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The Niagara River (left) flows north into Lake Ontario (top.) I would take Rt. 18, thirty miles (48 km) along the edge of the lake to Rt. 63, then down to Batavia, and Rt. 5 east to Avon (right bottom on this 2015 Google map,) turning south on Rt. 15 towards Bath, NY.

The image below was taken around 4:00 PM before running out of film and daylight near Avon, The snow continued to fall, although more lightly, into this second night.

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I stayed overnight in a decent $8 motel in Bath, leaving at about 10:30 AM the next morning with frozen hands after cleaning off the snow covered car.

Continuing southeast on Rt. 15 brought me to to nearby Savona, where I turned left onto Rt. 226 with the anticipation of passing through Watkins Glen, noted for its automotive race track, and for me particularly, its famous 400 foot deep natural gorge and waterfalls. See this link. Seeing the gorge was not to happen. In fact I was lucky to get anywhere near it. Being a bit self assured, (think: cocky,) I didn’t mind the snow covered conditions of the back roads. But at Tyrone, (upper right in the first map below,  left of center in the second) I was determined to take a more direct route, turning right off State Rt. 226, onto Schuylar County Rt. 23 (not labeled.)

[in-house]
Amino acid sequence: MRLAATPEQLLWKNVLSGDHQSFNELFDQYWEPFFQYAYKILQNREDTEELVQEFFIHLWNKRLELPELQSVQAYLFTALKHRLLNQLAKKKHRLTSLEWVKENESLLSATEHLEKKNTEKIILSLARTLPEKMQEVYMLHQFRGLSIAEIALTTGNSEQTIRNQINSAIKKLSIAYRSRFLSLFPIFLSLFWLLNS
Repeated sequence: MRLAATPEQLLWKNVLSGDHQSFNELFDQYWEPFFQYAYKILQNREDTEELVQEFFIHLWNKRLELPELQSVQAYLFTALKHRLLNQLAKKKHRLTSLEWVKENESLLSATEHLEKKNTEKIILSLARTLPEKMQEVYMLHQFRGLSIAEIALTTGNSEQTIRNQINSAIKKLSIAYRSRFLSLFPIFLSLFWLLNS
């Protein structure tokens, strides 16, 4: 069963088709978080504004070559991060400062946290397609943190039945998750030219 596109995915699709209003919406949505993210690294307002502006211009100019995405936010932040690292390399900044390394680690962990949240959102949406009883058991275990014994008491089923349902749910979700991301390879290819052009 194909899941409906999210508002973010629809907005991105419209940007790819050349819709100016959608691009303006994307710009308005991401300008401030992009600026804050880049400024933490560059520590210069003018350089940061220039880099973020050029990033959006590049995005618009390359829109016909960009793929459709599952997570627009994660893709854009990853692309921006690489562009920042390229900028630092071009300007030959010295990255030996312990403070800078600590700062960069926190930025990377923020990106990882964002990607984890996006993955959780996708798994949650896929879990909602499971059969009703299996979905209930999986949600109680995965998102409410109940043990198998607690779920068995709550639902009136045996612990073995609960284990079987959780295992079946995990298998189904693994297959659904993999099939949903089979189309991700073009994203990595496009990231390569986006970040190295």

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This topographic map, dated 1968, does not include Interstate Highway 380 which didn’t exist at the time of this road-trip. Eventually It  would vastly improve travel in New York State, as Rt 15 was out-dated, and one of the original 1926 US Highways.